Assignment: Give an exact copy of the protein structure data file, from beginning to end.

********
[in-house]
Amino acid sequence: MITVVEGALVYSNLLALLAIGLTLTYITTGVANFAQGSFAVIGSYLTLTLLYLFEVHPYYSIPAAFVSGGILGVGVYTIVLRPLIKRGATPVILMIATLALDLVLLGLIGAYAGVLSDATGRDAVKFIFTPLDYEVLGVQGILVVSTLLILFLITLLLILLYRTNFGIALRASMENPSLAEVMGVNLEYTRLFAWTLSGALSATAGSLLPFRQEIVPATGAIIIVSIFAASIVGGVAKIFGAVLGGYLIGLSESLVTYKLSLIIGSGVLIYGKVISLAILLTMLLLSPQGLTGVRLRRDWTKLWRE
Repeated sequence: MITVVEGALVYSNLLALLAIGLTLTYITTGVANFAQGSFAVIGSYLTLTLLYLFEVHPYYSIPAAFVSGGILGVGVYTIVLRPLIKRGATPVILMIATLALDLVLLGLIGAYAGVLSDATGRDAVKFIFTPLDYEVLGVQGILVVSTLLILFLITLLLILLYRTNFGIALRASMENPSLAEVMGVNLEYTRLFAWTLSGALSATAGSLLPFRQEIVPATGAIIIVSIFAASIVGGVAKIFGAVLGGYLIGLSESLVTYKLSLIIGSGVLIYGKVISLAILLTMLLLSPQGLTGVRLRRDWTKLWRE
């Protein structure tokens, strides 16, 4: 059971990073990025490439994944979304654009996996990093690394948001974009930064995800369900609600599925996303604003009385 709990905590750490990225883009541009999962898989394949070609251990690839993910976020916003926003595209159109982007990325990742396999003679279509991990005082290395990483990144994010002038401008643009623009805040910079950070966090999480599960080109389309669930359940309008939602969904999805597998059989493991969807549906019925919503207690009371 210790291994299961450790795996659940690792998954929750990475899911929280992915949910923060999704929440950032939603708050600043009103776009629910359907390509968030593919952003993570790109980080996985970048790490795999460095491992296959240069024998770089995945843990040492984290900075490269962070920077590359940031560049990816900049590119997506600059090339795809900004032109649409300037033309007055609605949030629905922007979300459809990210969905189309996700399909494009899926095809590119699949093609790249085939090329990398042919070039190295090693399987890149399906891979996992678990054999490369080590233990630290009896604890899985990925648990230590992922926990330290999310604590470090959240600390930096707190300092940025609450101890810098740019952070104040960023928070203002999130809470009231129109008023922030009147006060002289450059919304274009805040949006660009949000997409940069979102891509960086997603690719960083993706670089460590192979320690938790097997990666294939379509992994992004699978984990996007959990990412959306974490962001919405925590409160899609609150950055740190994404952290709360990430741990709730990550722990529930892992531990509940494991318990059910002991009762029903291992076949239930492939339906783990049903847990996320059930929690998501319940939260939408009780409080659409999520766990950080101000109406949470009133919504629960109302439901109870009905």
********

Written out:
[in-house]
Amino acid sequence: MITVVEGALVYSNLLALLAIGLTLTYITTGVANFAQGSFAVIGSYLTLTLLYLFEVHPYYSIPAAFVSGGILGVGVYTIVLRPLIKRGATPVILMIATLALDLVLLGLIGAYAGVLSDATGRDAVKFIFTPLDYEVLGVQGILVVSTLLILFLITLLLILLYRTNFGIALRASMENPSLAEVMGVNLEYTRLFAWTLSGALSATAGSLLPFRQEIVPATGAIIIVSIFAASIVGGVAKIFGAVLGGYLIGLSESLVTYKLSLIIGSGVLIYGKVISLAILLTMLLLSPQGLTGVRLRRDWTKLWRE
Repeated sequence: MITVVEGALVYSNLLALLAIGLTLTYITTGVANFAQGSFAVIGSYLTLTLLYLFEVHPYYSIPAAFVSGGILGVGVYTIVLRPLIKRGATPVILMIATLALDLVLLGLIGAYAGVLSDATGRDAVKFIFTPLDYEVLGVQGILVVSTLLILFLITLLLILLYRTNFGIALRASMENPSLAEVMGVNLEYTRLFAWTLSGALSATAGSLLPFRQEIVPATGAIIIVSIFAASIVGGVAKIFGAVLGGYLIGLSESLVTYKLSLIIGSGVLIYGKVISLAILLTMLLLSPQGLTGVRLRRDWTKLWRE
């Protein structure tokens, strides 16, 4: 059971990073990025490439994944979304654009996996990093690394948001974009930064995800369900609600599925996303604003009385 709990905590750490990225883009541009999962898989394949070609251990690839993910976020916003926003595209159109982007990325990742396999003679279509991990005082290395990483990144994010002038401008643009623009805040910079950070966090999480599960080109389309669930359940309008939602969904999805597998059989493991969807549906019925919503207690009371 210790291994299961450790795996659940690792998954929750990475899911929280992915949910923060999704929440950032939603708050600043009103776009629910359907390509968030593919952003993570790109980080996985970048790490795999460095491992296959240069024998770089995945843990040492984290900075490269962070920077590359940031560049990816900049590119997506600059090339795809900004032109649409300037033309007055609605949030629905922007979300459809990210969905189309996700399909494009899926095809590119699949093609790249085939090329990398042919070039190295090693399987890149399906891979996992678990054999490369080590233990630290009896604890899985990925648990230590992922926990330290999310604590470090959240600390930096707190300092940025609450101890810098740019952070104040960023928070203002999130809470009231129109008023922030009147006060002289450059919304274009805040949006660009949000997409940069979102891509960086997603690719960083993706670089460590192979320690938790097997990666294939379509992994992004699978984990996007959990990412959306974490962001919405925590409160899609609150950055740190994404952290709360990430741990709730990550722990529930892992531990509940494991318990059910002991009762029903291992076949239930492939339906783990049903847990996320059930929690998501319940939260939408009780409080659409999520766990950080101000109406949470009133919504629960109302439901109870009905």